Can Anxiety Cause Shortness Of Breath? How To Know The Cause

Shortness of breath is a symptom commonly associated with lung problems, such as bronchitis and asthma. 

However, a person may develop shortness of breath as a result of anxiety.

Being in a situation that triggers anxiety can cause difficulty in breathing. 

Conversely, the inability to breathe properly can also make a person feel anxious.

Telling if shortness of breath is from anxiety or any other cause, such as asthma or heart problems, can help you determine the most appropriate treatment to relieve it.

In this article, we will discuss how to tell if shortness of breath is from anxiety, how to manage it, and the other possible non-anxiety causes of difficulty breathing.

How To Tell If Shortness Of Breath Is From Anxiety

It is possible to know if shortness of breath is from anxiety by calmly assessing the symptoms that accompany it. 

Here are some ways to tell if shallow breathing is due to anxiety:

Psychological symptoms

Shortness of breath caused by anxiety is often accompanied by a range of psychological, psychosomatic, and physical symptoms. The term psychosomatic refers to the physical manifestations of emotional factors.  

The intensity of psychological and psychosomatic symptoms tends to be more severe or prominent than physical symptoms when difficulty in breathing is due to anxiety.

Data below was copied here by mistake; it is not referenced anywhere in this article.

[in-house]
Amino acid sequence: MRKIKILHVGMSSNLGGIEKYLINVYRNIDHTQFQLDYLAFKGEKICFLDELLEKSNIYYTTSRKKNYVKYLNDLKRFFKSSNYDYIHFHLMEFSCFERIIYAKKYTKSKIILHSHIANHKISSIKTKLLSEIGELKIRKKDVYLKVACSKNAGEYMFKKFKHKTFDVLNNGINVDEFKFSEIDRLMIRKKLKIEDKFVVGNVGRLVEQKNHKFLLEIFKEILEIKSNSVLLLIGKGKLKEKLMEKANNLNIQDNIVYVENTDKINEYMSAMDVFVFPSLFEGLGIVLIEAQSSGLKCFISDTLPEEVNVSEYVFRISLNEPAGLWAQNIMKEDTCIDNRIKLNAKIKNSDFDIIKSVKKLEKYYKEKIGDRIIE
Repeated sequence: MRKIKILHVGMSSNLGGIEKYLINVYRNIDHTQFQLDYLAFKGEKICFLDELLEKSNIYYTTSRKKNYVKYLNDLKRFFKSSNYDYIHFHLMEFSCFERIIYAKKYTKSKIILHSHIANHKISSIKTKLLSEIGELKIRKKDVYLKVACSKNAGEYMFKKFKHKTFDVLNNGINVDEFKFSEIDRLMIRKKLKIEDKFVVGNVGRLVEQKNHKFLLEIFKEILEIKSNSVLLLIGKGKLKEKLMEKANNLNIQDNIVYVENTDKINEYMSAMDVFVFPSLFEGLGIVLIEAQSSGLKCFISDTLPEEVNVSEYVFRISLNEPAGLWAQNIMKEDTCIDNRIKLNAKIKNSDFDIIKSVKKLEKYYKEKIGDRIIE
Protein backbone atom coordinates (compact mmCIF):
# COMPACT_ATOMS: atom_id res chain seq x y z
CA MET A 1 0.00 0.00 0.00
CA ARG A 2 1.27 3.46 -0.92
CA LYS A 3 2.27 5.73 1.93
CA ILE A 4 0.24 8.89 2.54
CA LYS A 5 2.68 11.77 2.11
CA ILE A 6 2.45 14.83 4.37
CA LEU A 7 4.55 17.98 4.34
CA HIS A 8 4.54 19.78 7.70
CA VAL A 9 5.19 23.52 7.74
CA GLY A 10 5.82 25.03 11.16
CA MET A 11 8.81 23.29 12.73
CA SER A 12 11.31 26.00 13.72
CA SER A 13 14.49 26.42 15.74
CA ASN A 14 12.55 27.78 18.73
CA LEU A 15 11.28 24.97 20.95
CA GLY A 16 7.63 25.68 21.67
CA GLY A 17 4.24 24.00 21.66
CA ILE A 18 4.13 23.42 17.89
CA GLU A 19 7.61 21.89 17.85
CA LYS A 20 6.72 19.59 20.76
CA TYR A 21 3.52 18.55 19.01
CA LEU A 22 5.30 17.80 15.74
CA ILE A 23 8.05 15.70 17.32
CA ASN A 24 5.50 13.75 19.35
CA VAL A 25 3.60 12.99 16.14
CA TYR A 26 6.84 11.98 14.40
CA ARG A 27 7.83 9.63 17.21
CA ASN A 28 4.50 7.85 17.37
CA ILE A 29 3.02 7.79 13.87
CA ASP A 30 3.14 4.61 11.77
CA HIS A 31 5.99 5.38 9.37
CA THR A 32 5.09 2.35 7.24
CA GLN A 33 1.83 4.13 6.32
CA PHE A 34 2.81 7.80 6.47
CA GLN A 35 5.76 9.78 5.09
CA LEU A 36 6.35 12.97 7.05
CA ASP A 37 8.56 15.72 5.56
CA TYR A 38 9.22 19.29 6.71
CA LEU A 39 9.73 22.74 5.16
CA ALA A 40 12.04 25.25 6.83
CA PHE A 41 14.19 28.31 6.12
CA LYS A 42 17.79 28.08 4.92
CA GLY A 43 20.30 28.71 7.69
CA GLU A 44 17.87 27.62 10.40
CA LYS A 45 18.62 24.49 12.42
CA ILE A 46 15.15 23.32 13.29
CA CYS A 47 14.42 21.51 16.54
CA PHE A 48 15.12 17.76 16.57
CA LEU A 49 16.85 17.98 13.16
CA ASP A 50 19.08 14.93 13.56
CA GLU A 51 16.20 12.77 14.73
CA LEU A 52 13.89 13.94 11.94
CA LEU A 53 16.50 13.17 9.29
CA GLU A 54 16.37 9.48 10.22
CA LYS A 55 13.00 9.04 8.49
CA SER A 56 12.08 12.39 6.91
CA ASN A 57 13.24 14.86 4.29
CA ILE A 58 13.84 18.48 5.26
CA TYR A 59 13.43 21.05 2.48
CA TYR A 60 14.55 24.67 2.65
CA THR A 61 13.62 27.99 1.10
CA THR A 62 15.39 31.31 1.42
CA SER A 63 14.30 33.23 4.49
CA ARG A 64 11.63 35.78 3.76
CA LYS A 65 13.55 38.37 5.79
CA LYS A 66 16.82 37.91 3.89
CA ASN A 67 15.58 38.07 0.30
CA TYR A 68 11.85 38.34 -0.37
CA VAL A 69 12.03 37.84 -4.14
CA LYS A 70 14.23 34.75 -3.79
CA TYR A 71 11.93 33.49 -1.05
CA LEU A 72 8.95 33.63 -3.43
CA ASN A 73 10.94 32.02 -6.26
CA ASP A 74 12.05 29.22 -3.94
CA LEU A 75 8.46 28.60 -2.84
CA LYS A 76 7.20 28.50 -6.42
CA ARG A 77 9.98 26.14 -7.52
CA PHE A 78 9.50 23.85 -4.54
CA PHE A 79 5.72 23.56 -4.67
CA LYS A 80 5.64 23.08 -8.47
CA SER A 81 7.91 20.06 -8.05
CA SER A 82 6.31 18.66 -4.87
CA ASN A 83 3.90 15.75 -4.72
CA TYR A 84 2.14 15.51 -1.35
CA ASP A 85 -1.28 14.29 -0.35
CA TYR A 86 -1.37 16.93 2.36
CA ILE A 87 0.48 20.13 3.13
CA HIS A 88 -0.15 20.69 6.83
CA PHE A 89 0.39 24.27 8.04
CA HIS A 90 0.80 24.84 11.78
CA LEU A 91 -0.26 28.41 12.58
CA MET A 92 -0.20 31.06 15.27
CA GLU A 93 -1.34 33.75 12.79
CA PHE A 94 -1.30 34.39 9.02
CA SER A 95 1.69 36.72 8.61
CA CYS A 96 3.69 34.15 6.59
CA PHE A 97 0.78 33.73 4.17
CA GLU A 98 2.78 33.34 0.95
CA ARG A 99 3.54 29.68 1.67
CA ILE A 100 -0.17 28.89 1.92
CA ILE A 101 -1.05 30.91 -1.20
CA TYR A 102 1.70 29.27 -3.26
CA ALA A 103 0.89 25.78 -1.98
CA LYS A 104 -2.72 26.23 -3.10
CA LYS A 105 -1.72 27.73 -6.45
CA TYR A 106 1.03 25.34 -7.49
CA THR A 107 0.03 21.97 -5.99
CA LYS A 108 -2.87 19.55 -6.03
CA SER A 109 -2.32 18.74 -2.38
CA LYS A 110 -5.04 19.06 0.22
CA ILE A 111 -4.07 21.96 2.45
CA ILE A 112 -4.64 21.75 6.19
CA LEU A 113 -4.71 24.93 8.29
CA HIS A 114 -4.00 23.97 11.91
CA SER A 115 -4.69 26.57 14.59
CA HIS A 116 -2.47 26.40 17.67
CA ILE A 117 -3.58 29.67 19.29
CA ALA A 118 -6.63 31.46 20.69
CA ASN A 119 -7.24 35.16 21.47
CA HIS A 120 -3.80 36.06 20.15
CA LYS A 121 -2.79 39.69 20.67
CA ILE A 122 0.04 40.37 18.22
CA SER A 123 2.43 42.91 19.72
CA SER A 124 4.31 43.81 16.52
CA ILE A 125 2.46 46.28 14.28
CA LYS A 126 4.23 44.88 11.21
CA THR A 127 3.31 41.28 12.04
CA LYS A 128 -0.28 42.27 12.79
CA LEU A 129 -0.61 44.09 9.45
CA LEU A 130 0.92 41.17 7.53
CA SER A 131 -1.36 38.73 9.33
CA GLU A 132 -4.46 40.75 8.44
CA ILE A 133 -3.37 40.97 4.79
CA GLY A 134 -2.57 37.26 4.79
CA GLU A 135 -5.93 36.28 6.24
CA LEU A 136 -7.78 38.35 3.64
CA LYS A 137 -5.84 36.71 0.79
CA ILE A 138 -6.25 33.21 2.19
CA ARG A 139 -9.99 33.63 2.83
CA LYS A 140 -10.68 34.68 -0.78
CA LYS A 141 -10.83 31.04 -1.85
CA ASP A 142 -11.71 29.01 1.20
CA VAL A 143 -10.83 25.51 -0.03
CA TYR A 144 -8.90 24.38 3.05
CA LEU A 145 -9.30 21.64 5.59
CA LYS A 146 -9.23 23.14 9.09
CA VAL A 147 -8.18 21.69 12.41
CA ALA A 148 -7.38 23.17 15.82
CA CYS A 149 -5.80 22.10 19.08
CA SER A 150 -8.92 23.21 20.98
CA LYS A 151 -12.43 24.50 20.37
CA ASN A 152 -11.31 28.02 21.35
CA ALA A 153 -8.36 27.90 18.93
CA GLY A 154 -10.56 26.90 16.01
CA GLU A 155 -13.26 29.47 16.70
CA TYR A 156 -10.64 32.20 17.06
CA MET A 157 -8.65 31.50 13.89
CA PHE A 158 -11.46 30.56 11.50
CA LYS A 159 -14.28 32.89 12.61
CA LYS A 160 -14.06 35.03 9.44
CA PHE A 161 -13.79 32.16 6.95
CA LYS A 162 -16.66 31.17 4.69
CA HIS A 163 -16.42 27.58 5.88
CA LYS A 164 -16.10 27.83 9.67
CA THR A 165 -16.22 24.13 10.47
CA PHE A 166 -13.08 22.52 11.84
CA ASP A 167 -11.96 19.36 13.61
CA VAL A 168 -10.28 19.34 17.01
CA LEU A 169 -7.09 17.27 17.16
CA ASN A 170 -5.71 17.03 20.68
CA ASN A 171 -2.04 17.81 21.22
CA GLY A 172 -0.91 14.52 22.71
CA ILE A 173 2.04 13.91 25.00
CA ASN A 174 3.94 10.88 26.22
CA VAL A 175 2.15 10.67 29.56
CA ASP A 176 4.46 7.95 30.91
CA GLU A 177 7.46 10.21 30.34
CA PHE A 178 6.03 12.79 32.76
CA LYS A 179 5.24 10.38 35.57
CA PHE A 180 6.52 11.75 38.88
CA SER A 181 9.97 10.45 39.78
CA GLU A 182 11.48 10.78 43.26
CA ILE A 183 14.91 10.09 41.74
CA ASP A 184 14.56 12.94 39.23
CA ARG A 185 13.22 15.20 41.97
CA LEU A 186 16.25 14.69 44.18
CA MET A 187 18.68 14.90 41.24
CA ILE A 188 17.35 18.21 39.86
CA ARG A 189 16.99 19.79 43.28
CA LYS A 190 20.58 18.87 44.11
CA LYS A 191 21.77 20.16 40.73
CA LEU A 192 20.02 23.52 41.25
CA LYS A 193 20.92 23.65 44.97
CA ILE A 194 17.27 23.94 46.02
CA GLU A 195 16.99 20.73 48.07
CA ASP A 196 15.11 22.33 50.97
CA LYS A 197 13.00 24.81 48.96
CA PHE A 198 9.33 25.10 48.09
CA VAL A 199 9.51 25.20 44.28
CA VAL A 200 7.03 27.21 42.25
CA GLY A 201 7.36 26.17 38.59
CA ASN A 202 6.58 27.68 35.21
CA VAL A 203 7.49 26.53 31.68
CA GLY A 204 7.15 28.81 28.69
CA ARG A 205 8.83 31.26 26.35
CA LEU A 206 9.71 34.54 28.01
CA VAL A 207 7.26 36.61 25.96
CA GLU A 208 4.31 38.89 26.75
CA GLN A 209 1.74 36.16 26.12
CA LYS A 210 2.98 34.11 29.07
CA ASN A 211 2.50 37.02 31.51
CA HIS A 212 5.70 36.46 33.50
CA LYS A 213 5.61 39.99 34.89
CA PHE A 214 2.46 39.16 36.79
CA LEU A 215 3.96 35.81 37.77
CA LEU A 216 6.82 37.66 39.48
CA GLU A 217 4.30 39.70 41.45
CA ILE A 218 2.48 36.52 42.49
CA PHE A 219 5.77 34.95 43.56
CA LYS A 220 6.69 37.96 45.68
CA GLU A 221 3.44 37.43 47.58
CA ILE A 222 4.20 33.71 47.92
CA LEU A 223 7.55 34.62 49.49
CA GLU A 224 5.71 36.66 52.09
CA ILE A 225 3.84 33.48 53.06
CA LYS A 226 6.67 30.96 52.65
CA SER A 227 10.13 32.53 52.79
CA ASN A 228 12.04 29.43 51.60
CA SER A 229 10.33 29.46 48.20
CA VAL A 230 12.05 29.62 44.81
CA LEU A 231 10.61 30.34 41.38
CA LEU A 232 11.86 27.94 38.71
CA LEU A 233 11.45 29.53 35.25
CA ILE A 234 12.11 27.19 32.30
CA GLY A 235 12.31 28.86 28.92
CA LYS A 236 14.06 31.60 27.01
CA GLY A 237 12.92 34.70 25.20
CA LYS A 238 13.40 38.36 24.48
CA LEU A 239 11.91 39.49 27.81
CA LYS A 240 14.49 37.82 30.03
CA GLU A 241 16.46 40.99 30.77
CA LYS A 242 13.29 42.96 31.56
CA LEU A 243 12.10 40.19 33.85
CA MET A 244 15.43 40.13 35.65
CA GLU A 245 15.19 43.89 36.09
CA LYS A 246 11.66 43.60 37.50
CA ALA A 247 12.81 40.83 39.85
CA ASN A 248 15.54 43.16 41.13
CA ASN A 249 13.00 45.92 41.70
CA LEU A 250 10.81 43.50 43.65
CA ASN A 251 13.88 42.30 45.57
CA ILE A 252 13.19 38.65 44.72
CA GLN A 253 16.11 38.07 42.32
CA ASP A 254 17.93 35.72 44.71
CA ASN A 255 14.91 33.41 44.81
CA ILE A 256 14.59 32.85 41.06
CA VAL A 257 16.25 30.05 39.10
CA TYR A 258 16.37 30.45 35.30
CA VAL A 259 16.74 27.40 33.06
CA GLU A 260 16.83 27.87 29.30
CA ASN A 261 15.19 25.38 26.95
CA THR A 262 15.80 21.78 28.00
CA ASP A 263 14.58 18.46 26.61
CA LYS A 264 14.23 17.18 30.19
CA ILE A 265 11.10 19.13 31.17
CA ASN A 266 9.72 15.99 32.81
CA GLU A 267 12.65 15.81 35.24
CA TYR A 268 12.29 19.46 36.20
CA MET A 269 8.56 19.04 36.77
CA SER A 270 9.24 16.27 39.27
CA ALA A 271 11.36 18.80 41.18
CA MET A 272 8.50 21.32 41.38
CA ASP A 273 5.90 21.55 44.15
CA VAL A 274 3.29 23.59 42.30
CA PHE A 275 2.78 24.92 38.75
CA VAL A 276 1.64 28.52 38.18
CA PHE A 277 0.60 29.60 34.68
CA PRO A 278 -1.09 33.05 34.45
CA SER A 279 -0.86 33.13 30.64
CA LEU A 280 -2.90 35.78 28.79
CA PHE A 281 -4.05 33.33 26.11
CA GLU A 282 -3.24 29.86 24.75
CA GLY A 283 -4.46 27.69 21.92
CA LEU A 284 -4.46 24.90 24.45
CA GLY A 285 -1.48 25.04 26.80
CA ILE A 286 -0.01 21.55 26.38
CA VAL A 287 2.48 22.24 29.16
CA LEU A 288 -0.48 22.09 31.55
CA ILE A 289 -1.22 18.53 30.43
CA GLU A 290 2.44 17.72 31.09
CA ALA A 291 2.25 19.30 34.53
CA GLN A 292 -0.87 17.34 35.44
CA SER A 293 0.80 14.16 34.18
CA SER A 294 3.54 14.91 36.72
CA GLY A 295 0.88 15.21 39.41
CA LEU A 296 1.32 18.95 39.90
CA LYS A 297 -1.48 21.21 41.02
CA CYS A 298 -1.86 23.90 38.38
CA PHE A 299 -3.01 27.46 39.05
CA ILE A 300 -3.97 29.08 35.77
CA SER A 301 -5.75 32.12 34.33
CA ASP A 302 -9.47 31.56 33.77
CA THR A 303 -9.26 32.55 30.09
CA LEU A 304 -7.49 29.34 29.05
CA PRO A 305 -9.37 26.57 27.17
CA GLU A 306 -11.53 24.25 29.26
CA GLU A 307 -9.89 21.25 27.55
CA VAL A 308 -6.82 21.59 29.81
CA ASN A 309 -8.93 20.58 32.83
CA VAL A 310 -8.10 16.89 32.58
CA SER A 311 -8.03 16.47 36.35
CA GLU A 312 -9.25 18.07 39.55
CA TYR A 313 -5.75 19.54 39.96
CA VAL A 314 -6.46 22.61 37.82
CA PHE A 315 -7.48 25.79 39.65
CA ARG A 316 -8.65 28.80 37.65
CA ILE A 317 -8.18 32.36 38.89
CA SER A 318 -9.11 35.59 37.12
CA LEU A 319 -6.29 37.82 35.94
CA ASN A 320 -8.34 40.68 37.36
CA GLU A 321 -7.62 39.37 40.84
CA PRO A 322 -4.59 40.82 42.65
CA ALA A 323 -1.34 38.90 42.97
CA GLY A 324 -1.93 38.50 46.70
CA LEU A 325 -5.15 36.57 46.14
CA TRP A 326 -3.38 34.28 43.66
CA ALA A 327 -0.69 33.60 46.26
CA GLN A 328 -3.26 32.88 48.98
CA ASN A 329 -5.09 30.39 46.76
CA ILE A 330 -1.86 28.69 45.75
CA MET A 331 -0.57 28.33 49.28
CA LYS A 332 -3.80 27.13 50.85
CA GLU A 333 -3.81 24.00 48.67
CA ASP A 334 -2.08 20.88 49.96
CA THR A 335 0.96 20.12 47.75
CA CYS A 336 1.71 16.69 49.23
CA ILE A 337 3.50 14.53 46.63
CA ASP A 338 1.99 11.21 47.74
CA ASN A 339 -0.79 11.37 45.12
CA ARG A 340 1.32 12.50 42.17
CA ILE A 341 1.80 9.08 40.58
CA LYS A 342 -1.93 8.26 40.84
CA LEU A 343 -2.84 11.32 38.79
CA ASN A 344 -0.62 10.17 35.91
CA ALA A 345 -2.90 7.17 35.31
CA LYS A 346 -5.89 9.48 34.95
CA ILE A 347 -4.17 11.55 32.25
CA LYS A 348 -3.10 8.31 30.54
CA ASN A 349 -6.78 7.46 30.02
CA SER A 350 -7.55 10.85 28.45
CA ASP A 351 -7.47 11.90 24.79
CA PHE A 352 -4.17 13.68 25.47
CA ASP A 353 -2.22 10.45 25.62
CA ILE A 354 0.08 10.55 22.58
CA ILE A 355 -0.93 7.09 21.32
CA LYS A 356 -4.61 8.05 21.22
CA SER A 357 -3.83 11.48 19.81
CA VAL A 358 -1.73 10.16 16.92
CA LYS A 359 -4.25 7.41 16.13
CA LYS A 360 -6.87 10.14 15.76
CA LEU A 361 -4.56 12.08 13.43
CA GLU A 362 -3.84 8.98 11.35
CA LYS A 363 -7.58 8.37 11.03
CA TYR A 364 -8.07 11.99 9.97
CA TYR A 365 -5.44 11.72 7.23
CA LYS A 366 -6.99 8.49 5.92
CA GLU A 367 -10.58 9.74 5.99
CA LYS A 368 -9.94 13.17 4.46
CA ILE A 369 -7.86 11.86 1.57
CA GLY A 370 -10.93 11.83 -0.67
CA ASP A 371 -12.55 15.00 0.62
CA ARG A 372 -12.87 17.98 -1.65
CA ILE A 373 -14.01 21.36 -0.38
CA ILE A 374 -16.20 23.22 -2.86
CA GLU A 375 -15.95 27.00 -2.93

For example, when labored breathing occurs due to anxiety, you may have psychological symptoms such as:

  • Dry mouth
  • Restlessness
  • Agitation
  • Poor concentration
  • Confusion
  • A poor memory
  • Difficulty speaking

In addition, you may have psychosomatic symptoms. such as:

  • An increased heart rate
  • Dizziness
  • Sweating
  • Cold palms
  • Chills
  • Shaking
  • Muscle tension

If you have predominant psychological and psychosomatic symptoms, shallow breathing is more likely to be from anxiety. 

In addition, occasional sighing and yawning in order to fill the lungs could suggest that the labored breathing could be due to anxiety.

Lung or heart symptoms

If you are having typical symptoms associated with lung or heart disease, it is possible that you are having difficulty breathing due to a physical ailment and not anxiety.

For example, shortness of breath caused by lung diseases, such as asthma, bronchitis, and emphysema, is often accompanied by:

  • Cough
  • Increased sputum
  • Fever
  • Nose block
  • Chest congestion

Similarly, when shortness of breath is caused by heart disease, there is typically a history of hypertension, high cholesterol, obesity, arrhythmias, or cardiac failure. 

The person may also have related symptoms, such as high blood pressure, swelling of the face and legs, and palpitations.